A Conversation With Steve Alten
by Claire E. WhiteNew York Times bestselling author Steve Alten
After graduation, Steve was an entrepreneur for a several years, before moving to Florida with his family of five. Unhappy in his new job, he decided to write the novel that he had been thinking about for years. Because he worked days and evenings, the only time he could write was from ten at night until three in the morning, and on weekends. In eight months, he finished the manuscript that would eventually be called Meg: A Novel of Deep Terror. Meg became a New York Times bestseller and was optioned to Disney (Hollywood Films) to become a major feature film. A studio shakeup led to the film not being made, although it has just been optioned again by a different studio. To date, the book has sold over one million copies worldwide.
Steve wrote a sequel to Meg, entitled The Trench (Pinnacle), and then Goliath, a story of a victim of oppression who hijacks the world's most dangerous nuclear sub, intent on using its weapons of mass destruction to forge his own road map to peace...unaware the computer than controls the sub has become self-aware. He also began a new trilogy that doesn't involve sharks. Domain (2000) and its sequel, Resurrection (2004) were published by Forge. The series centers upon the Mayan Calendar's 2,000 year old prophecy that predicts humanity will perish on December 21st in the year 2012. A cross between The Matrix and Indiana Jones, Domain and Resurrection are pulse-pounding thrillers with scientific and paranormal elements. The next book in the trilogy, Phobos, is due out in 2005. His books are known for their well-researched science, which he then uses as a springboard for speculative fiction. A dark sense of humor underlies all of his writing: in a bit of poetic revenge, a prominent critic of one of his books became shark food in one of his novels.
As an author, Steve says that he has two goals. First, he says he wants to continue to work hard to become a better storyteller and create exciting page turning thrillers. Second, it's important to him to remain accessible to his readers. Steve reads and answers all his emails; he even uses the names and descriptions of fans who request it as characters in his books.
Steve's newest release is Meg: Primal Waters (Forge). Primal Waters picks up eighteen years after Meg left off. Now, Johnas Taylor, the adventurer who captured the prehistoric Carcharodon megalodon shark named Angel, is older, wiser and overwhelmed by his fractious family and deteriorating financial situation. When a reality show producer offers big bucks for Jonas to join the new survival series, Daredevils, you can bet that Jonas' enemies and the giant megaladon shark have plenty of surprises in store for Jonas, his teenaged daughter and the contestants.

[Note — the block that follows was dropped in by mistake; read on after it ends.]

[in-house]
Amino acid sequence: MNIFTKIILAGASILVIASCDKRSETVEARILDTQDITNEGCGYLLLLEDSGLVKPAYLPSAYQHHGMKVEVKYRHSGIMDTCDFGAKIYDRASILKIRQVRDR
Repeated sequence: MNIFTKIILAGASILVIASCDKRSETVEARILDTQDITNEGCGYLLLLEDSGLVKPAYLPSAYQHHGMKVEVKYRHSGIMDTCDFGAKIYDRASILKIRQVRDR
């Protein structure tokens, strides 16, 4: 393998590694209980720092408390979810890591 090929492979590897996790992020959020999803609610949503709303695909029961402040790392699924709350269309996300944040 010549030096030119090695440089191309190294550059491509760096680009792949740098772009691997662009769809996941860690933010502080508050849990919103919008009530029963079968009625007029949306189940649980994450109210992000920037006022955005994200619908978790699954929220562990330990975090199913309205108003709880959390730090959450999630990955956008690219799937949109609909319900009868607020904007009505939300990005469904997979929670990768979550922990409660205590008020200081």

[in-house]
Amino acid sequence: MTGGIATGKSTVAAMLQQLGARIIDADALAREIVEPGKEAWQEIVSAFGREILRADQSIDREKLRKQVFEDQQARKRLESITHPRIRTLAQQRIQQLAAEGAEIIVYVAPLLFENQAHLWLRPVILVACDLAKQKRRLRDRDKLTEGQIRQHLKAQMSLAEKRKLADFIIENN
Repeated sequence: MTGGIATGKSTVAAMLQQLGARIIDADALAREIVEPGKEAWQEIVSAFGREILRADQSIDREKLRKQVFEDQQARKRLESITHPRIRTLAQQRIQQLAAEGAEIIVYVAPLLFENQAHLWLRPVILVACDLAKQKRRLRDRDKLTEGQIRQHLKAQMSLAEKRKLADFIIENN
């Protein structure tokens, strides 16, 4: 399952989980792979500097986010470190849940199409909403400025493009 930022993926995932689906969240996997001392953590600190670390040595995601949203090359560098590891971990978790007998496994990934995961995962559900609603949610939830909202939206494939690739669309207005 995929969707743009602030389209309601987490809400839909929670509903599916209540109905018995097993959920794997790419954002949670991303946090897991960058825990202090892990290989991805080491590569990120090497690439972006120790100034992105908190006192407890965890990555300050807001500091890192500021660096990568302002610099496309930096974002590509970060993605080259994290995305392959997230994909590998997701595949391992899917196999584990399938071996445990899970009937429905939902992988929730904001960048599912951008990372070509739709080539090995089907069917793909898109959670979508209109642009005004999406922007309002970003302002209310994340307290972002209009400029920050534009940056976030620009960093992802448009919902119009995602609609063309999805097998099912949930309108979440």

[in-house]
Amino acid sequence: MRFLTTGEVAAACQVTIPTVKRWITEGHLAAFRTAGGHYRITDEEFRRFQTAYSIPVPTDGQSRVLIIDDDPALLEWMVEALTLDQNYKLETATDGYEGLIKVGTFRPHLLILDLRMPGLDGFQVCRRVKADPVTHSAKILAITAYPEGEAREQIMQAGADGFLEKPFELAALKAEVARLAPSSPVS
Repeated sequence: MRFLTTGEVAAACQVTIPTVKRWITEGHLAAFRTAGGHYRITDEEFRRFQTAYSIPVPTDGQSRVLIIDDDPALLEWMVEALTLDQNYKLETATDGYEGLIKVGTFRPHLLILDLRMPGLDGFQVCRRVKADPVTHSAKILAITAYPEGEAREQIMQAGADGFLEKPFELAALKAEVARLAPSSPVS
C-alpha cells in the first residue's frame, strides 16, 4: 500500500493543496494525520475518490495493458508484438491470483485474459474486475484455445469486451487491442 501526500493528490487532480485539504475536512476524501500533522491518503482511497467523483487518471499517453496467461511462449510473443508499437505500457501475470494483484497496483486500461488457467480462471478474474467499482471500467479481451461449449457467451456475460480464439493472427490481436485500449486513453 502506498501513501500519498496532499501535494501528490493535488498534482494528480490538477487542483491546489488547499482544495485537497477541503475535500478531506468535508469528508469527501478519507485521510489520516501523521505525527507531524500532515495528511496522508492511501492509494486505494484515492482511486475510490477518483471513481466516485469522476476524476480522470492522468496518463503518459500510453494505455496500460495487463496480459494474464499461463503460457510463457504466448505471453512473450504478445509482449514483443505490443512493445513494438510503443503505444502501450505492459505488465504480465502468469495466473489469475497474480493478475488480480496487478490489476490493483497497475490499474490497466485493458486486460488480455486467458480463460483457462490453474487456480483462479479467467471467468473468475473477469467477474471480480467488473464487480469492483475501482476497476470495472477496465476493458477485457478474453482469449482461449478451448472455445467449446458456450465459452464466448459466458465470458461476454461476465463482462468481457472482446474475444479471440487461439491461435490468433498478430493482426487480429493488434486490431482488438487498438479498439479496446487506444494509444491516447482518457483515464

Steve spoke with us about his newest books, Meg: Primal Waters and Resurrection, his road to success and Adopt-an-Author, the influential charity that he founded to help kids who have trouble reading.
What did you like to read when you were growing up?
James Bond books, Dracula, and of course, shark attack stories.
I'd like to talk about your series which started with Domain, and more recently with Resurrection. What was your inspiration for this series?
What surprised you the most in the research that you did for this series? How much of the facts in the books are real, as far as the Mayan calendar, the facts about the pyramids and the descriptions of the history of the Olmec civilization?
All of the facts behind the Calendar and the cultures are true. Scary, huh?
In Resurrection, we don't see as much of Michael Gabriel, but we do meet his sons, Immanuel -- who is not interested in ancient prophecies or his role in them -- and Jacob, who embraces his path. How did you create the characters of Jacob and Immanuel? What was the greatest challenge in writing these very different brothers?
The biggest challenge was to keep the story flowing while the boys grew older. Plus the world changes so much over those 20 years.
In Domain and Resurrection, we see quite a bit of the twins' mother, Dominique Vazquez. Dominique is a very interesting woman: she's tough, imaginative, yet she has her doubts. What was your greatest challenge in creating Dominique? Were there any traits were particularly trying to avoid with her? Do you personally admire strong women?
I admire strong women. Dominique changes from Domain to Resurrection. At first she's a victim, then she must prepare herself and her sons.
Can you give us a sneak peek into the next book in the series?
Phobos will bring everything full cycle, including a very real disaster looming over our planet.
Your books often present scientific evidence and facts which are not widely known or taught. Why do you think there is so much resistance to believe or farther examine some of the unusual archaeological and historical findings? Do you think we will make discoveries in the future that change some of our commonly held beliefs?
It's human nature to only want to accept what our puny minds can comprehend. I say puny because we've only been around as a civilized species for about 10,000 years tops. Earth is 4 billion years old.
I needed to make him older in order to have teenagers. In the end, I liked the decision because it makes for a unique hero. Plus I relate to his aches and pains.